From Clarksdale, Mississippi, where we had our fill of BBQ and blues, we followed the Mighty Mississippi to Hannibal, Missouri. Hannibal has been on my bucket list since I was a young adventurer myself who read The Adventures Tom Sawyer and the story of his buddy Huck Finn. Home of America’s greatest well-traveled storyteller, Mark Twain. Our inspiration to make our own American road trip adventure.
Hannibal’s favorite son
The Mississippi River winds downstream 100 miles to St. Louis. It’s here in Hannibal, Missouri, that Samuel Clemens was born and later took on his pen name Mark Twain. This was the house he grew up in.
Obviously the story is fictional but the characters and this town come to life in his writings. This is the house that Tom Sawyer’s girl friend Becky Thatcher lived. A house right across the street from young Sam’s boyhood home.
Here’s an interesting Twain tidbit on how Samuel Clemens acquired his pen name. As a young Sam and riverboat pilot on the Mississippi River, he would cry out to the captain, ” mark twain! “, the measurement of two fathoms, as the boat traveled the river.
Glory of the old river days and the call from atop the pilothouse on the paddlewheel steamer.
Caves are places to dream
His passion for the river went beyond the muddy waters of the Mississippi. He spent many days exploring the caves which bore through the banks of the river about a mile upstream from town. Today, Hali and I are finding our way through this labyrinth of underground caves in the footsteps of Tom Sawyer and Becky Thatcher.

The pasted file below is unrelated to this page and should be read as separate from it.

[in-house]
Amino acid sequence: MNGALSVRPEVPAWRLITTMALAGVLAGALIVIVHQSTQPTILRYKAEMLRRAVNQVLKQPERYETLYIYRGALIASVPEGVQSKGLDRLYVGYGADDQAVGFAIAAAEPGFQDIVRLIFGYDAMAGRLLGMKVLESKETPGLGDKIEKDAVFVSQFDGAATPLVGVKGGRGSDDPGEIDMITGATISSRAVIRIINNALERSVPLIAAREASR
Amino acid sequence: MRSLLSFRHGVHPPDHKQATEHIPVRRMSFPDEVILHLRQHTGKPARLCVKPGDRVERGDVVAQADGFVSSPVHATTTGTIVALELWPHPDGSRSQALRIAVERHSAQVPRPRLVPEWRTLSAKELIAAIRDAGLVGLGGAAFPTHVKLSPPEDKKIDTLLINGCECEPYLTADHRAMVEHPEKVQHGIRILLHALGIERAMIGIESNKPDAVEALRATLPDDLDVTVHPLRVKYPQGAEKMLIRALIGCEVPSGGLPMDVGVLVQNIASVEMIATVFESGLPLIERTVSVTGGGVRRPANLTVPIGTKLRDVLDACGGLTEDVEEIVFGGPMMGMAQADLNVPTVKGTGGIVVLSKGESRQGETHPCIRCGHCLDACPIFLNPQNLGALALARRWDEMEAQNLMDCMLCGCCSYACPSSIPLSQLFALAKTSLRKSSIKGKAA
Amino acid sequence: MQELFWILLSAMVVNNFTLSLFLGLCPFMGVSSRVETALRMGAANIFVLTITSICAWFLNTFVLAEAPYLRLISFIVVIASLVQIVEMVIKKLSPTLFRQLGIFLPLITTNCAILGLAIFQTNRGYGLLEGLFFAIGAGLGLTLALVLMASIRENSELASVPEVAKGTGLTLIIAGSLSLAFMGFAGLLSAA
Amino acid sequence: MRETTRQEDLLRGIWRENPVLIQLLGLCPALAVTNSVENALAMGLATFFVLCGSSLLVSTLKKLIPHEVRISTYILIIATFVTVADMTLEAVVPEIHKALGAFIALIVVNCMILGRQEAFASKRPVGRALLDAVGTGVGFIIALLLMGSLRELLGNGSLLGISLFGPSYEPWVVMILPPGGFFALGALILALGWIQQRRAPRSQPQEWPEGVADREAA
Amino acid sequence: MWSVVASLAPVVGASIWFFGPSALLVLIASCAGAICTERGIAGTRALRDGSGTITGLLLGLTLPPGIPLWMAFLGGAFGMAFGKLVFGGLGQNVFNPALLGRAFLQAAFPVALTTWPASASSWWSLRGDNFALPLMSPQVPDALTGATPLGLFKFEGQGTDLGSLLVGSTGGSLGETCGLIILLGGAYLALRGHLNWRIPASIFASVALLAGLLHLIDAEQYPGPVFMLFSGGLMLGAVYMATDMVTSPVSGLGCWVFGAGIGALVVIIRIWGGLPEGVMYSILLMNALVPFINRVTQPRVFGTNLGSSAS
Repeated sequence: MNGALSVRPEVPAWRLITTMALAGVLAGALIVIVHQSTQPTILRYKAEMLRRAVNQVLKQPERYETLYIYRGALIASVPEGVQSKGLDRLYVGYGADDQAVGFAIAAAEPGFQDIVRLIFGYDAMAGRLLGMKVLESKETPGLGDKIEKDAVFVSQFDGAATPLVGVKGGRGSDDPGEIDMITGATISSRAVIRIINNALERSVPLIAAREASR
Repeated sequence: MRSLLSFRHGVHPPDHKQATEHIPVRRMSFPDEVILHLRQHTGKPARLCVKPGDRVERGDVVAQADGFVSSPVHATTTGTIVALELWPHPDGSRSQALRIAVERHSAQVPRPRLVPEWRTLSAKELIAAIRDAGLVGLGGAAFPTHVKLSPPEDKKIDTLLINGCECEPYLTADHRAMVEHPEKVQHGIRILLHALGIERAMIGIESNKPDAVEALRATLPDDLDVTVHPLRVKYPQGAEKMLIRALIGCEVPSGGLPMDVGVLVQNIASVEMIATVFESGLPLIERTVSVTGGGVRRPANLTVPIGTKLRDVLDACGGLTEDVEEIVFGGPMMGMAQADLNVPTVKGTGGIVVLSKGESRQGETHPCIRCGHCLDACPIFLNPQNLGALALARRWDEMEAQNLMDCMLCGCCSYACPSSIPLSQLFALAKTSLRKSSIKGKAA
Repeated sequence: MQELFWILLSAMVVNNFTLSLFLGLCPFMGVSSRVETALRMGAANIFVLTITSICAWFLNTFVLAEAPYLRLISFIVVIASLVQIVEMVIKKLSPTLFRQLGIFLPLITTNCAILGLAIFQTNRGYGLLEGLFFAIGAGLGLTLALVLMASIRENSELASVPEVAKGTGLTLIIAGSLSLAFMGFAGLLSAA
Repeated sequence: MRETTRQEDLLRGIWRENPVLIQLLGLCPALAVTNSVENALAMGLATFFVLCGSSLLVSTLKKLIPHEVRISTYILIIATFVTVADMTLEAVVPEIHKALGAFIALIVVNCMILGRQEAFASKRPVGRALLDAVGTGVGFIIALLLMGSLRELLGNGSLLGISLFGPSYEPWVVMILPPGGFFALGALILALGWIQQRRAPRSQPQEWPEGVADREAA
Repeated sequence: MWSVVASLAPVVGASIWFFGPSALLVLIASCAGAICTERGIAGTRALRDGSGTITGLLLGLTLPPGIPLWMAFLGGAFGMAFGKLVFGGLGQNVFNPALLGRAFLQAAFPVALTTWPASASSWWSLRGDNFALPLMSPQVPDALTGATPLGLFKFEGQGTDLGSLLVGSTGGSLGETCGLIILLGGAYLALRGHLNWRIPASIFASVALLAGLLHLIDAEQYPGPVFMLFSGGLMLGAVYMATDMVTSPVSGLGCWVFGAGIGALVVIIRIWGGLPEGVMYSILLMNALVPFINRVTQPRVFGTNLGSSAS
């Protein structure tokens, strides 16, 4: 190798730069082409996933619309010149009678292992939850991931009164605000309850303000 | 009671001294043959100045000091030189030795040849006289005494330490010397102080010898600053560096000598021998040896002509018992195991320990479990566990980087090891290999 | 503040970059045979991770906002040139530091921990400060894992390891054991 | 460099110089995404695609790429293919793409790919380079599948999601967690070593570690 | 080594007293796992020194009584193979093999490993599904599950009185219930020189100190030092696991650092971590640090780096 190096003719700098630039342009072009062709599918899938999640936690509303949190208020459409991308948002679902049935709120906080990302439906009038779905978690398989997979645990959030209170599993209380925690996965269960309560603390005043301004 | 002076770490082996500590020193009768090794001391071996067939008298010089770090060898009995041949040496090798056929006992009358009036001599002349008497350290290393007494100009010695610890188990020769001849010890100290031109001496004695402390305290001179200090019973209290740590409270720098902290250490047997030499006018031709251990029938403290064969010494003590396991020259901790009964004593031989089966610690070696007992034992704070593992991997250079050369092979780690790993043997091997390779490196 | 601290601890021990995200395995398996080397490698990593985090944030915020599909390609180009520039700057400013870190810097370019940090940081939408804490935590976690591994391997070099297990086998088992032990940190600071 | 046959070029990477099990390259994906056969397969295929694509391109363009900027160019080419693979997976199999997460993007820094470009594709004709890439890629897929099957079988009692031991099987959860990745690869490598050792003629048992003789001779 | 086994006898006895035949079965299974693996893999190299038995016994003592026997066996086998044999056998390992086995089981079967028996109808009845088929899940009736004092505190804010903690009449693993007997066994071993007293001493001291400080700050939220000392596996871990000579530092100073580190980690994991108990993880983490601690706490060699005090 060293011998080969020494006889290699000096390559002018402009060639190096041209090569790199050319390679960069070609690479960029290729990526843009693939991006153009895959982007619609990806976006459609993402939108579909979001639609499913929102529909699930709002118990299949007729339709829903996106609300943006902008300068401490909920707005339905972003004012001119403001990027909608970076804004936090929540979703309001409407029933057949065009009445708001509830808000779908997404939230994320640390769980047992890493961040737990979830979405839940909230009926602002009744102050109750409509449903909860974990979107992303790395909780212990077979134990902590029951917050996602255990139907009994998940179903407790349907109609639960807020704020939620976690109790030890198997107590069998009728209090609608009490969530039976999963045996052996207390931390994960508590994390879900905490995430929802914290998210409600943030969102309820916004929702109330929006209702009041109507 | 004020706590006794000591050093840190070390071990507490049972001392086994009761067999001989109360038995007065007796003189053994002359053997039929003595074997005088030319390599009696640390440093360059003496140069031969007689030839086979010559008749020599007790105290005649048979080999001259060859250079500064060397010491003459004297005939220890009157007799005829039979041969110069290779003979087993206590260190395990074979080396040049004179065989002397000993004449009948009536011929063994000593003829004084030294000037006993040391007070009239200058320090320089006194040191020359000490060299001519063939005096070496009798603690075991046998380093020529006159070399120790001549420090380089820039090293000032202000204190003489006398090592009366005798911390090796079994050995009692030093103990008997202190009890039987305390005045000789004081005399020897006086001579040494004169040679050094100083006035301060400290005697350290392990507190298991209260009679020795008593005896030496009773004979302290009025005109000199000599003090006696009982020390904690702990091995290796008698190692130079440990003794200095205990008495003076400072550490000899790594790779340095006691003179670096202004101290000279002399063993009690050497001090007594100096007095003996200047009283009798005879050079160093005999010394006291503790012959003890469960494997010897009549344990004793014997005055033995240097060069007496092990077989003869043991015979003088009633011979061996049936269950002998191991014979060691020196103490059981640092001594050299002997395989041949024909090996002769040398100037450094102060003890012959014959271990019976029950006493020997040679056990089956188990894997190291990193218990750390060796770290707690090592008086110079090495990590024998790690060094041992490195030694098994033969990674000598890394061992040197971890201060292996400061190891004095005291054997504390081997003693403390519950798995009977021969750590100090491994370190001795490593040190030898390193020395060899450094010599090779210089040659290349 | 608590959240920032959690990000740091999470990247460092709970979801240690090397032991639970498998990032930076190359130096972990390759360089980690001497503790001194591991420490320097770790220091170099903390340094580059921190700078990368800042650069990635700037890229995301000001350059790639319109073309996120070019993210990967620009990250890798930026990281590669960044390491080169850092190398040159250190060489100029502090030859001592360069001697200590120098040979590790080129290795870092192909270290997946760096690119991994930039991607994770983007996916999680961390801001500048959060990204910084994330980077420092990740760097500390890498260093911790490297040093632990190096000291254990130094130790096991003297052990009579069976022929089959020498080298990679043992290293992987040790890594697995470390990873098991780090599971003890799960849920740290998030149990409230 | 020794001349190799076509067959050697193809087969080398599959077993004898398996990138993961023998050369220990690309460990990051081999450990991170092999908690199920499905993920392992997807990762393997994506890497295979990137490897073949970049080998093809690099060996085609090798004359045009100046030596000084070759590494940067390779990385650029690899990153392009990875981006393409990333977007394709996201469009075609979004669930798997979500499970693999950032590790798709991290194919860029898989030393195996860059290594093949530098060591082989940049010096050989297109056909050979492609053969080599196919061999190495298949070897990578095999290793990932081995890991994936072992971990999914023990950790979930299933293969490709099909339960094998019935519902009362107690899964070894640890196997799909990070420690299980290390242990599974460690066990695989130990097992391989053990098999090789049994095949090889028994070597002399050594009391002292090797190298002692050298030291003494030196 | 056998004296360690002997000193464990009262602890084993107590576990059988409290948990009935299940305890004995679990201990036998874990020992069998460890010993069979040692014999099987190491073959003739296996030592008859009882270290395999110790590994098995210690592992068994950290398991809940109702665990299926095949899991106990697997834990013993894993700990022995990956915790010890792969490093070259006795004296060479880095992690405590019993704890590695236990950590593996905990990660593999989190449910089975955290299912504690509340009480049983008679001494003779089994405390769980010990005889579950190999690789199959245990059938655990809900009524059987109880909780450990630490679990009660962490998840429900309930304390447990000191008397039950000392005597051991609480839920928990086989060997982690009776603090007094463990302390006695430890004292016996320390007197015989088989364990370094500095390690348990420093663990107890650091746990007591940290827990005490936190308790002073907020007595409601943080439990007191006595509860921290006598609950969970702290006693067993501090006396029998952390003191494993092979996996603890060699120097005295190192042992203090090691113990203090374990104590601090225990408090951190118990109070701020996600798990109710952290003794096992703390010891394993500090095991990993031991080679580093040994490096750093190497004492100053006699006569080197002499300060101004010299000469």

It is said that outlaw Jesse James hid here and other early cave explorers signed the limestone walls after scorching them with their candlelit soot. This one dates back to 1884. Finding our way in the dark, I imagine Tom Sawyer and Becky Thatcher down here etching their names into the cave walls by candlelight.
Later, when the Civil War put an end to his time as a steamboat pilot on the river, Mr. Twain traveled to Sacramento, California, to join the Gold Rush as a prospector. A 10-day ride in coach class cost him $150. Pretty spendy fare in 1861 inflationary dollars.
As we walked along the western bank of the Mississippi, I couldn’t help but visualize a barefoot Tom Sawyer sitting here on a mud levee with his straw hat and bullfrog gig at the ready. I also picture Mark Twain in his finest southern whites wondering this same path and coming up with arguably the most quotable quotes of any American writer. Too many to chose a favorite.
Mark Twain ~ my imaginary Tom Sawyer buddy ~ the boy AND the man I would love to share the Thanksgiving table with or tip a pint of Jumping Frog IPA here at the Mark Twain Brewery on main street America ~ Hannibal, Missouri.
“If you tell the truth, you don’t have to remember anything.”